It’s taxing my limits, this spirited dance.
I’d like to sit down if he’d give me a chance.
If I were more candid I’d say it’s enough,
but finding an opening to do so is tough.
He spins me and whirls me and then grabs my hips
as though he is plotting some aerial flips.
Ensconced in the music, he hasn’t a clue
that my hair’s come undone and I’ve only one shoe.
He seems not to notice that I’ve grown more frantic
as each new maneuver grows more corybantic.
I’m so exhausted, I fear I might drop,
and I pray for the band to finally stop.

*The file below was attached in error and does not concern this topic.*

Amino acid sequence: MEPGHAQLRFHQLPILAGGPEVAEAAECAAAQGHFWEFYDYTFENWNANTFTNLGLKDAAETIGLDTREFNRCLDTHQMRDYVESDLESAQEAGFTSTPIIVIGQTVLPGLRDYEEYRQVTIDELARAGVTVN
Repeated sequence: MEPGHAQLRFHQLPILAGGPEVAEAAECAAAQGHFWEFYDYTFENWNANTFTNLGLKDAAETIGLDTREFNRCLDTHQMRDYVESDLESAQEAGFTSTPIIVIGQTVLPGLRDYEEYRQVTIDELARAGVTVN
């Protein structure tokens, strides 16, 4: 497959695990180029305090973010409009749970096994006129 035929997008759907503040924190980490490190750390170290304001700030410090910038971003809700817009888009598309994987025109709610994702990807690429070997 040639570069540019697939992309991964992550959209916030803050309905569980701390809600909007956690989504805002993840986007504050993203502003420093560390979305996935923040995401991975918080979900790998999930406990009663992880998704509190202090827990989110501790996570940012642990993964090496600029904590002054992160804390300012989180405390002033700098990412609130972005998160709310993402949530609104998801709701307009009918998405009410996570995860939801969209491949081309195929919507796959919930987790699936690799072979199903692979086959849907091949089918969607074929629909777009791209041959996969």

I’m tired of following, tired of dips.
I can take no more swirls, no maneuvers or flips.
When I land on my feet, I bolt from the floor,
I retrieve my shoe and I make for the door.
I sprint down the street, and when I find my ride,
I lock all the doors once I’m safely inside.
And since that day, I’m relieved to report,
I’ve vowed to make dancing a spectator sport!